T’was a dark, foggy and chilly night ten years ago, yet you still remember that day like it was yesterday. Wearing masks with your squad, getting ready to undertake the best killing of your career, stuffed pillowcases filled with the treasure you and your team have worked for. You spill its contents on the floor to reveal the sweetest heist ever… pounds of free candy from your neighbors earned by simply shouting, “TRICK-OR-TREAT!”
Halloween is finally here and unfortunately for many of us, trick-or-treating is no longer an option, as we are too old or too tall to receive candy. But, just because trick-or-treating isn’t an option, it doesn’t mean that the Halloween spirit for those in the EMU community is dead. That would be ghoulish—I mean foolish—to think about.
The EMU community has plenty of ways to celebrate the holiday. Business major and junior Bobby Fisher plans on holding a house party, while Elizabeth Bazner, a children’s literature and drama senior plans on traveling to Ohio to visit her friend’s sister’s Halloween party as a guest. Brandon Dulock, an Earth science major and sophomore has different plans.
“I’m scheduled to spend the day working,” Dulock said, but he definitely will be out later dressing up and having fun with friends.
“I’m feeling a zombie costume this year,” Dulock said.
For guys like Dulock, finding costumes might come easier than finding ones for the ladies. Elizabeth Bazner noticed that many of the costumes sold at Halloween shops have become quite “skimpy” throughout the years.
“I don’t think it is fair that Halloween has turned into a holiday where women are objectified,” Bazner said.
She has noticed that the Halloween outfits for young girls have also become a little too revealing.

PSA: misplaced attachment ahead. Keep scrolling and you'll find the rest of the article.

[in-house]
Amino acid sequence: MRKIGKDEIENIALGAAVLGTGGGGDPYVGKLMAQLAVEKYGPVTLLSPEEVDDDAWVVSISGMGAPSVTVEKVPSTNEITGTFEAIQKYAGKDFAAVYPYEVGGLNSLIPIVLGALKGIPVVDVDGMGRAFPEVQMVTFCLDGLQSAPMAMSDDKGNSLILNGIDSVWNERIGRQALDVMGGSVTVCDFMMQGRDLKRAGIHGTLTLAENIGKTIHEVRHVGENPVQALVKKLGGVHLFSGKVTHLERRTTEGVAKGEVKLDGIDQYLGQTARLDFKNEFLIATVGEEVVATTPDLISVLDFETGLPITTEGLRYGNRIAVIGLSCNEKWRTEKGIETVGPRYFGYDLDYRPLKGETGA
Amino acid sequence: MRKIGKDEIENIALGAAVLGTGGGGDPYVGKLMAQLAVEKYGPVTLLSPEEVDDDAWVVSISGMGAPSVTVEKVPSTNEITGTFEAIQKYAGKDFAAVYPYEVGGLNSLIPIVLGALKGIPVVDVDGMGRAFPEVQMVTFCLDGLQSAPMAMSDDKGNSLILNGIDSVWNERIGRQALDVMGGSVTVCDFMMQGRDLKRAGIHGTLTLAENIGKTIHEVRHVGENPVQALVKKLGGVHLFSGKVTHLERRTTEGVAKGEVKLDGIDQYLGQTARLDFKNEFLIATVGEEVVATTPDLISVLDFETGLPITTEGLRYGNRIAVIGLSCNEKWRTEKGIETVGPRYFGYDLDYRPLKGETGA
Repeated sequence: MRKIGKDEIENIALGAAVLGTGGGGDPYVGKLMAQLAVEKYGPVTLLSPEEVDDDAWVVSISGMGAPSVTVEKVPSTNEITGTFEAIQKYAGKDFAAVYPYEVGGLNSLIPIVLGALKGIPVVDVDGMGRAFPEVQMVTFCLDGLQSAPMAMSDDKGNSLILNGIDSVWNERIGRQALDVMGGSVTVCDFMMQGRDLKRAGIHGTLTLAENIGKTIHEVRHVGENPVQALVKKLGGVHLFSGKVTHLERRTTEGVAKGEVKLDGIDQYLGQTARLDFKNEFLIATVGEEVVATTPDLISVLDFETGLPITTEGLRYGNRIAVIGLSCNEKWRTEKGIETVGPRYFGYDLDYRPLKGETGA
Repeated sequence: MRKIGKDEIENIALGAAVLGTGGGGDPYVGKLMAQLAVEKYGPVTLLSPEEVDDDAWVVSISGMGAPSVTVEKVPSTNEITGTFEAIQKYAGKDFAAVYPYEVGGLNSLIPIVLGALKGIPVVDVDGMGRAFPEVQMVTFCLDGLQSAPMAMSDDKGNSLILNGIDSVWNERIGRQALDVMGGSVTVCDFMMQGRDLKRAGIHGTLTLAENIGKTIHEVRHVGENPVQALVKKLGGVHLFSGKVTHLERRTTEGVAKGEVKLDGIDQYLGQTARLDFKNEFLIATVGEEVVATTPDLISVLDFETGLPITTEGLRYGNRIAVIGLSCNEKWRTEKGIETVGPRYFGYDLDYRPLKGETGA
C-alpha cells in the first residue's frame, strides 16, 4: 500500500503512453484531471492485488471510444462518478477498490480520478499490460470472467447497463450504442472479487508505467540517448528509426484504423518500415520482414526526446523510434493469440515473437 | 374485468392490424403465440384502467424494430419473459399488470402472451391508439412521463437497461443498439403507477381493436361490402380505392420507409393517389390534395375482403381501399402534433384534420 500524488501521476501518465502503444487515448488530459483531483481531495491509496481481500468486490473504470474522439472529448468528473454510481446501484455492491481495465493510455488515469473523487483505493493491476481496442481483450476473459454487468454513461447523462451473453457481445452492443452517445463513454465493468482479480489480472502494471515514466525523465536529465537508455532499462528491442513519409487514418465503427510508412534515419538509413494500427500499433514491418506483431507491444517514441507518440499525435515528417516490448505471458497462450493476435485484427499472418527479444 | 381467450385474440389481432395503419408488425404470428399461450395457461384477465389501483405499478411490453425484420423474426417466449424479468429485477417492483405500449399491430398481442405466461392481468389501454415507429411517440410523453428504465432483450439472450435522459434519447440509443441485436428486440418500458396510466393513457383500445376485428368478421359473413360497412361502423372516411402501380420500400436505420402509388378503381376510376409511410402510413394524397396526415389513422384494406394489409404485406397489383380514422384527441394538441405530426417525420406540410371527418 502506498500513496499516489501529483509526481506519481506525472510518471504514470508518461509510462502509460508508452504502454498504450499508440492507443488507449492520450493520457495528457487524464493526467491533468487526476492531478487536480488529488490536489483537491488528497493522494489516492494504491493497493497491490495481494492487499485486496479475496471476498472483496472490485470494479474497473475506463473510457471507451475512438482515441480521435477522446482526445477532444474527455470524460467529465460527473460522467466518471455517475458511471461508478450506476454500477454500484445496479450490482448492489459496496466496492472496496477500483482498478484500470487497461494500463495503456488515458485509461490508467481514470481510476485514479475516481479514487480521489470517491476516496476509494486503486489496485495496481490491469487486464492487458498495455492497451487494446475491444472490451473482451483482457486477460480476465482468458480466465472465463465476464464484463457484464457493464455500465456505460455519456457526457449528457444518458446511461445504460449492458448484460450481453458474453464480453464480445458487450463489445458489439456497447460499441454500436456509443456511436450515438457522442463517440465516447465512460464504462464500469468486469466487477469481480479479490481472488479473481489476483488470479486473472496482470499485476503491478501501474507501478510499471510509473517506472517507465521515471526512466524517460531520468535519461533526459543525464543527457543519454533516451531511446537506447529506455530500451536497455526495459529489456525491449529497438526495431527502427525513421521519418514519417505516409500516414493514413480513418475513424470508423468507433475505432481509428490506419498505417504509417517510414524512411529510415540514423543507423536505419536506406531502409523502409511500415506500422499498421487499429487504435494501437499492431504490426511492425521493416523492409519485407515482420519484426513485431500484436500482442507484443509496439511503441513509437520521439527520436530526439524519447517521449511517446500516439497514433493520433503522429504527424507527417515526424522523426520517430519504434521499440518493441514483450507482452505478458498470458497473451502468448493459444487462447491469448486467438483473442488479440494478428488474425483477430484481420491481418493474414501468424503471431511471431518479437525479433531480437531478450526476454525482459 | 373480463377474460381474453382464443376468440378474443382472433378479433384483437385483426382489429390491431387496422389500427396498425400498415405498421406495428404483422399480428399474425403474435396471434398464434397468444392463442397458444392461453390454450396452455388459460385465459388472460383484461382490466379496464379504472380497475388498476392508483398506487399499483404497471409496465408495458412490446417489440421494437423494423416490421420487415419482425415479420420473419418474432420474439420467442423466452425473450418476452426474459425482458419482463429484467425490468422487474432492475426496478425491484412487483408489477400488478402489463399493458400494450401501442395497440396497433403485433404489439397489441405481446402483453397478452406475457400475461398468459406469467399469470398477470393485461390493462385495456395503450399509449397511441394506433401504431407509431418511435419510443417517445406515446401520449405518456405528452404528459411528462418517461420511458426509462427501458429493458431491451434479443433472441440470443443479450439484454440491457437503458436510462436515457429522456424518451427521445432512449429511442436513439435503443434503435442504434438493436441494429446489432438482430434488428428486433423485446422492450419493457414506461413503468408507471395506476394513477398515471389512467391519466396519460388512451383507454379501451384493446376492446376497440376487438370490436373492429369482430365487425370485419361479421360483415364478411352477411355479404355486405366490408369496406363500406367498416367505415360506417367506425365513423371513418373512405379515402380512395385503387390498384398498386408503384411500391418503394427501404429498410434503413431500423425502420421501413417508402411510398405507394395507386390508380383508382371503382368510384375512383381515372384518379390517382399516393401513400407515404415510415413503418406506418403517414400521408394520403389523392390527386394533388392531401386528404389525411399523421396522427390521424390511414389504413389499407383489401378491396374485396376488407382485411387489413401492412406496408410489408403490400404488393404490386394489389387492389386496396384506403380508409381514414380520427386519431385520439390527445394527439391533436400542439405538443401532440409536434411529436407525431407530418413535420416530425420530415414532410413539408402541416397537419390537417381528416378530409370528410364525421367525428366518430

“It’s on the verge of being where one would consider it risqué,” Bazner said.
But don’t let the skimpy outfits at the shops discourage you from dressing up as your favorite fictional characters. Bazner shops online to create the most realistic costumes based on her favorite characters.
Besides dressing up and going to parties, EMU students like Fisher, Bazner and Dulock also enjoy scary films, carving pumpkins and celebrating with relatives.
Fisher said, “I really enjoy seeing how excited my younger family members get while trick-or-treating.”
Halloween is still widely considered a holiday for the kids, however, according to the National Retail Federation, it’s blossomed into a $6.9 billion dollar industry in the U.S., thanks to events like Halloweekends at Cedar Point, haunted houses, hayrides, and of course overpriced costumes.
With the Halloween industry ever evolving, one question remains: was the threat of razor blades in our candy legit, or was that our parents’ way of trying to snag a Snickers?
We may never know, until we become parents ourselves I guess. Happy Halloween, EMU.
Share with us a picture of your Halloween costume on Twitter or Instagram by tagging @TheEasternEcho and using the hashtag #EchoHalloween for your chance to be featured in the paper next week.